A good pilot is always learning -- how many times have you heard
this old standard throughout your flying career? There is no truer
statement in all of flying (well, with the possible exception of
"there are no old, bold pilots.") It's part of what makes aviation
so exciting for all of us... just when you think you've seen it
all, along comes a scenario you've never imagined.
Aero-News has called upon the expertise of Thomas P. Turner,
master CFI and all-around-good-guy, to bring our readers -- and us
-- daily tips to improve our skills as aviators, and as
representatives of the flying community. Some of them, you may have
heard before... but for each of us, there will also be something we
might never have considered before, or something that didn't
"stick" the way it should have the first time we memorized it for
the practical test.
It is our unabashed goal that "Aero-Tips" will help our readers
become better, safer pilots -- as well as introducing our
ground-bound readers to the concepts and principles that keep those
strange aluminum-and-composite contraptions in the air... and allow
them to soar magnificently through it.
Look for our daily Aero-Tips segments, coming each day to you
through the Aero-News Network. Suggestions for future Aero-Tips are
always welcome, as are additions or discussion of each day's tips.
Remember... when it comes to being better pilots, we're all in this
"November 329PT, traffic is a Cessna, ten o'clock and two
miles opposite direction at 5000 feet."
"Approach, 329PT, traffic in sight."
What change in responsibility occurs when you tell a controller
you have called-out traffic in sight?
This interaction is an example of one type of Air Traffic Control (ATC) safety
alert. Controllers issue a safety alert when an
airplane under their control (IFR or "participating" VFR) is at an
altitude which, in the controller's judgment, places the aircraft
in unsafe proximity to (in this case) another aircraft. Safety
alerts may not always be provided and it remains the
pilot-in-command's responsibility to see and avoid other airplanes
when flying in visual meteorological conditions (VMC).
Aircraft conflict alert
As controller workload permits, ATC will issue a conflict alert
to airplanes under their control if they feel there is potential
for a collision. With the alert, controllers may offer a suggested
heading or altitude change to put more distance between conflicting
- IFR airplanes will be provided IFR separation from other IFR
and participating VFR airplanes even if no safety alert is given.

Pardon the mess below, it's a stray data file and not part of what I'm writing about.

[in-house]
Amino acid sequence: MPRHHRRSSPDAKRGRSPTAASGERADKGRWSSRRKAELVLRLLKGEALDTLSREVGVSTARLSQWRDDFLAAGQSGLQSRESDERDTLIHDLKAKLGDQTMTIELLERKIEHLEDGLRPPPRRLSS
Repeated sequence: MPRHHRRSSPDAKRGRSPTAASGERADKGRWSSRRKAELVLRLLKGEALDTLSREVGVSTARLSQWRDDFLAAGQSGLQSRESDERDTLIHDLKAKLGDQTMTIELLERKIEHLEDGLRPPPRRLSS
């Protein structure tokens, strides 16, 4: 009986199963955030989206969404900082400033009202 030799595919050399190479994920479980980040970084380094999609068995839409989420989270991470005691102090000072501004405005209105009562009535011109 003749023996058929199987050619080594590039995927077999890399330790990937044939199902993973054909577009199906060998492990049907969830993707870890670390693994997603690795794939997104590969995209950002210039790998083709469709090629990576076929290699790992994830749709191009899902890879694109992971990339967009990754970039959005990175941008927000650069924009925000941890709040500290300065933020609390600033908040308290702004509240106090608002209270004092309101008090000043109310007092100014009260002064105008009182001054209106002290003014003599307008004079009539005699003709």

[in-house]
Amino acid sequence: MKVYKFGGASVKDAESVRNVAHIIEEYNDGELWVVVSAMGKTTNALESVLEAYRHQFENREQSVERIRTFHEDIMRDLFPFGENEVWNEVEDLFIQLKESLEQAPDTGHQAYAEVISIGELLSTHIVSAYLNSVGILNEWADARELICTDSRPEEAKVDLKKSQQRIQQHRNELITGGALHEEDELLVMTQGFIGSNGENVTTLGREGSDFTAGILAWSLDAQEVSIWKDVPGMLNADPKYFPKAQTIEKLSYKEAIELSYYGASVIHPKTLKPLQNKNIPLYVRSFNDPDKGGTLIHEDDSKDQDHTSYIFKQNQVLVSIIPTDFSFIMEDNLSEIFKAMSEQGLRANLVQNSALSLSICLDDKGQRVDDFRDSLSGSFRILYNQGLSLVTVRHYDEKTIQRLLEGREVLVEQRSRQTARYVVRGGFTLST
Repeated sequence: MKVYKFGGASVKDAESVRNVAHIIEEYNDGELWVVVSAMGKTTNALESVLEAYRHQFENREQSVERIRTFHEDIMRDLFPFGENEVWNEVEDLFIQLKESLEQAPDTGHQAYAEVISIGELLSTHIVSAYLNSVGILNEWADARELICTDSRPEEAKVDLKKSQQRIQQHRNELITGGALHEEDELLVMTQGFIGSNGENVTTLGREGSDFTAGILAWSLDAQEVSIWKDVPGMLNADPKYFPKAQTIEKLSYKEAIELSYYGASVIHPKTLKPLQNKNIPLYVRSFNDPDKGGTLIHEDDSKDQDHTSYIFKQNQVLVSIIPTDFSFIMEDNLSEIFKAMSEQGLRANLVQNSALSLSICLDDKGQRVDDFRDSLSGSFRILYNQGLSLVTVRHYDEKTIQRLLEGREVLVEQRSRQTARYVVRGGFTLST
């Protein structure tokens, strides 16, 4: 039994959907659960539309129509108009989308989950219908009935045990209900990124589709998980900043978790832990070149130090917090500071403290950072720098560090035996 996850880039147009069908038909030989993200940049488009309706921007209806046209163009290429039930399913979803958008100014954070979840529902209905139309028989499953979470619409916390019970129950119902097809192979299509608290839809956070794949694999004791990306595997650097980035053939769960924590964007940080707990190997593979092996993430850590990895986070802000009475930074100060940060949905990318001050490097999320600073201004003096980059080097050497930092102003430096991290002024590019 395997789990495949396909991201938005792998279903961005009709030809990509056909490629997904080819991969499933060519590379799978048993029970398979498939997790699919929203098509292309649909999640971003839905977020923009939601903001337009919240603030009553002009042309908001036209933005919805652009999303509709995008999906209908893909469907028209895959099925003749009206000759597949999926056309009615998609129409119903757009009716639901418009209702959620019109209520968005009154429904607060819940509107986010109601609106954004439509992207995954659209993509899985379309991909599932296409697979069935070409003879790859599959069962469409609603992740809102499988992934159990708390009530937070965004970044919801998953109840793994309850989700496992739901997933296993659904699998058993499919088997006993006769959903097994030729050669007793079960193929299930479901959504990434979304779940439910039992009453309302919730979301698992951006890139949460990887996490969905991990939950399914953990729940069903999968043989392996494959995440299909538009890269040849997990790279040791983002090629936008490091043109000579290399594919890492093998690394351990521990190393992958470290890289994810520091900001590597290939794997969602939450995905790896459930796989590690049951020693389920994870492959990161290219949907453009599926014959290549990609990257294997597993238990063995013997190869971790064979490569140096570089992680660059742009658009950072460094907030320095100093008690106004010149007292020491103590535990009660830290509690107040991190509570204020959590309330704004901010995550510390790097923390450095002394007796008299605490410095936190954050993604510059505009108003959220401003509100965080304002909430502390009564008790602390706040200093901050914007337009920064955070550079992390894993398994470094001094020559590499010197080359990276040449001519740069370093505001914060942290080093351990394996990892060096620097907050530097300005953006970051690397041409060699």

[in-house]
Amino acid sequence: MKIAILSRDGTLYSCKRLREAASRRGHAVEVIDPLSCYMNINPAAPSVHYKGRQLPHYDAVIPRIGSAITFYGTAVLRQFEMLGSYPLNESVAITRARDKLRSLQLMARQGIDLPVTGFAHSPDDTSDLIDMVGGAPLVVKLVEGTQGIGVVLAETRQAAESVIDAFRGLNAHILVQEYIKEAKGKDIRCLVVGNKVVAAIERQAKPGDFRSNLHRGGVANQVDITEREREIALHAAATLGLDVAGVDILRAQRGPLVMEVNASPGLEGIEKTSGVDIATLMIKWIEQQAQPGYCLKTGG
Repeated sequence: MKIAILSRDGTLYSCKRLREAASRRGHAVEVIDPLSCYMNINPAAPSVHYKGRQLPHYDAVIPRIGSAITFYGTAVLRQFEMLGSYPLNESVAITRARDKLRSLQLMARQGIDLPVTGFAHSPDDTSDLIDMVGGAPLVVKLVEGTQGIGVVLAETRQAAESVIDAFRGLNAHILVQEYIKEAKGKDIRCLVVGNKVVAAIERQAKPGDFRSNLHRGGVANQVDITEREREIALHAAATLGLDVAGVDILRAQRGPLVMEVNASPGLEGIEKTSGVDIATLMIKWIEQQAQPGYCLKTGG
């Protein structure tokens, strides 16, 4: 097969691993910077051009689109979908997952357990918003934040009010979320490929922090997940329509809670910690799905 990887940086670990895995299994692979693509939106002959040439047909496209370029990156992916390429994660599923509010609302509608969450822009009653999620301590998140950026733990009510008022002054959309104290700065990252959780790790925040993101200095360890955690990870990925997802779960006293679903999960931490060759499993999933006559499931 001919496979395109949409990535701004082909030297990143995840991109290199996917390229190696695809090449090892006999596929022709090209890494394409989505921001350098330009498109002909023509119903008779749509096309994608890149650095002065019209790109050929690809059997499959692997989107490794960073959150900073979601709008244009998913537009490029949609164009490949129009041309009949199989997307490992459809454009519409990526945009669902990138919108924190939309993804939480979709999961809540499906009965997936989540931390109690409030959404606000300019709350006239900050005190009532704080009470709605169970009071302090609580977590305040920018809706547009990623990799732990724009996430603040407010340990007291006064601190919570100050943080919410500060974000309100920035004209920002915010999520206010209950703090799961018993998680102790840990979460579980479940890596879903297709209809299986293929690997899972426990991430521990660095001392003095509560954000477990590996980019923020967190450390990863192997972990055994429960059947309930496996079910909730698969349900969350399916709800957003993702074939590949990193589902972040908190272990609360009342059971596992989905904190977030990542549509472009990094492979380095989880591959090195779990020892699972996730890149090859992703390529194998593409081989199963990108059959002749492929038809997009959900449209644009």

The controller may not have time to issue the report even though
he/she assures separation.
- One or both conflicting airplanes may be warned. Listen up; you
may be called out as traffic for another airplane but not get the
call yourself. Keep the "big picture" of your location relative to
other on-frequency airplanes in mind.
- Military airplanes, which usually operate on UHF frequencies
you won't hear on civilian radios, may or may not be called out as
traffic. You can often hear one side of a military conversation as
the controller transmits simultaneously on UHF and civilian VHF
- Non-participating airplanes may not be called out as traffic.
As time permits, controllers may issue safety alerts for
non-participating traffic they see on their screens, amended as
"altitude unverified" or "altitude unknown" if the other airplane
is not being "controlled".
Traffic in sight
When you report the traffic in sight ATC will discontinue safety
alerts. IFR separation may no longer be provided. Whether you're
IFR or VFR, you are now solely responsible to see and avoid the
other traffic, and any wake turbulence it may generate.
- Don't report traffic in sight until you're certain you see the
specific traffic called out in the alert.
- If you lose sight of the aircraft, tell controllers -- they'll
resume issuing alerts.
- If you don't see the conflicting aircraft but tell ATC you'll
change heading or altitude to avoid it, controllers may cease
issuing further alerts for that traffic.
- If you have onboard traffic avoidance equipment (ADS-B, TIS,
Skywatch, etc.) tell controllers when you have the traffic on your
display. Be aware that some normal situations cause a target to
disappear from onboard systems when you and they maneuver or get
Aero-tip of the day: Safety alerts help you
locate other traffic, but do not replace your need to actively scan
for and avoid other airplanes.